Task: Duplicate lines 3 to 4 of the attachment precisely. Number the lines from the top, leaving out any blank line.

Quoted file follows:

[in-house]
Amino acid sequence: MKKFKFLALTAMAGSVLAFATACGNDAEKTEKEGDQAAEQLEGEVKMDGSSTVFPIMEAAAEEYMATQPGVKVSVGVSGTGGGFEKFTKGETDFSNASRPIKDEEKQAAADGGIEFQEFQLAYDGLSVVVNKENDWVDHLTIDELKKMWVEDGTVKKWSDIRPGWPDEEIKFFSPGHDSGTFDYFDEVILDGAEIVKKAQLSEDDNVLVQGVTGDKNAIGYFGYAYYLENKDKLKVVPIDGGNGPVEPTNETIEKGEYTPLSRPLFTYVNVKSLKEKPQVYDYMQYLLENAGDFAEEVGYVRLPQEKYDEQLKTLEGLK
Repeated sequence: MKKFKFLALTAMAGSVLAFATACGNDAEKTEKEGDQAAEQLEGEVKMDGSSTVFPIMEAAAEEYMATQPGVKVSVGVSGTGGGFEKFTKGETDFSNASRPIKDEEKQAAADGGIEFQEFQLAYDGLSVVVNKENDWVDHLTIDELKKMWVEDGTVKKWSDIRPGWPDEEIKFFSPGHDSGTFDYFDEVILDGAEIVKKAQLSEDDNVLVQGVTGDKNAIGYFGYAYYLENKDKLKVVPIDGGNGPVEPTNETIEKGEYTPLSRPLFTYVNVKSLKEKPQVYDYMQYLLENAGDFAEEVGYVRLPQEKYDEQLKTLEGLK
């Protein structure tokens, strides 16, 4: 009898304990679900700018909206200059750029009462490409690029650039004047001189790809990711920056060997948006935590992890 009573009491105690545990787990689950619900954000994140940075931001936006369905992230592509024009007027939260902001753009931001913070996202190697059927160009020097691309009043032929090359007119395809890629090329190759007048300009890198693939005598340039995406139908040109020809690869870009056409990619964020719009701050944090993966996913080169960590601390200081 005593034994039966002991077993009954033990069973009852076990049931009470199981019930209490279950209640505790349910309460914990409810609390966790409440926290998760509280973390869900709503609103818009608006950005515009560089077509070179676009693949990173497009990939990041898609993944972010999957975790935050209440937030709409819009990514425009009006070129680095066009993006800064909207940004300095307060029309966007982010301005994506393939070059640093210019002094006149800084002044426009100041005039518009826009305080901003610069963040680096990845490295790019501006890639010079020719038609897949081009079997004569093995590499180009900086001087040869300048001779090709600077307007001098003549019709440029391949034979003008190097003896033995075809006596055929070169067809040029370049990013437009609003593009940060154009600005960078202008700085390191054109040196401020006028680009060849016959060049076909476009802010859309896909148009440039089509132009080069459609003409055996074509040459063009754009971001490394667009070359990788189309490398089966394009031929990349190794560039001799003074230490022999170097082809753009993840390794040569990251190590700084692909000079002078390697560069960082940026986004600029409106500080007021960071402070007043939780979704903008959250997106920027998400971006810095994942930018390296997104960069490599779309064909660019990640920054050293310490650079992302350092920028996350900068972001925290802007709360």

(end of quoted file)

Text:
Repeated sequence: MKKFKFLALTAMAGSVLAFATACGNDAEKTEKEGDQAAEQLEGEVKMDGSSTVFPIMEAAAEEYMATQPGVKVSVGVSGTGGGFEKFTKGETDFSNASRPIKDEEKQAAADGGIEFQEFQLAYDGLSVVVNKENDWVDHLTIDELKKMWVEDGTVKKWSDIRPGWPDEEIKFFSPGHDSGTFDYFDEVILDGAEIVKKAQLSEDDNVLVQGVTGDKNAIGYFGYAYYLENKDKLKVVPIDGGNGPVEPTNETIEKGEYTPLSRPLFTYVNVKSLKEKPQVYDYMQYLLENAGDFAEEVGYVRLPQEKYDEQLKTLEGLK
């Protein structure tokens, strides 16, 4: 009898304990679900700018909206200059750029009462490409690029650039004047001189790809990711920056060997948006935590992890 009573009491105690545990787990689950619900954000994140940075931001936006369905992230592509024009007027939260902001753009931001913070996202190697059927160009020097691309009043032929090359007119395809890629090329190759007048300009890198693939005598340039995406139908040109020809690869870009056409990619964020719009701050944090993966996913080169960590601390200081 005593034994039966002991077993009954033990069973009852076990049931009470199981019930209490279950209640505790349910309460914990409810609390966790409440926290998760509280973390869900709503609103818009608006950005515009560089077509070179676009693949990173497009990939990041898609993944972010999957975790935050209440937030709409819009990514425009009006070129680095066009993006800064909207940004300095307060029309966007982010301005994506393939070059640093210019002094006149800084002044426009100041005039518009826009305080901003610069963040680096990845490295790019501006890639010079020719038609897949081009079997004569093995590499180009900086001087040869300048001779090709600077307007001098003549019709440029391949034979003008190097003896033995075809006596055929070169067809040029370049990013437009609003593009940060154009600005960078202008700085390191054109040196401020006028680009060849016959060049076909476009802010859309896909148009440039089509132009080069459609003409055996074509040459063009754009971001490394667009070359990788189309490398089966394009031929990349190794560039001799003074230490022999170097082809753009993840390794040569990251190590700084692909000079002078390697560069960082940026986004600029409106500080007021960071402070007043939780979704903008959250997106920027998400971006810095994942930018390296997104960069490599779309064909660019990640920054050293310490650079992302350092920028996350900068972001925290802007709360």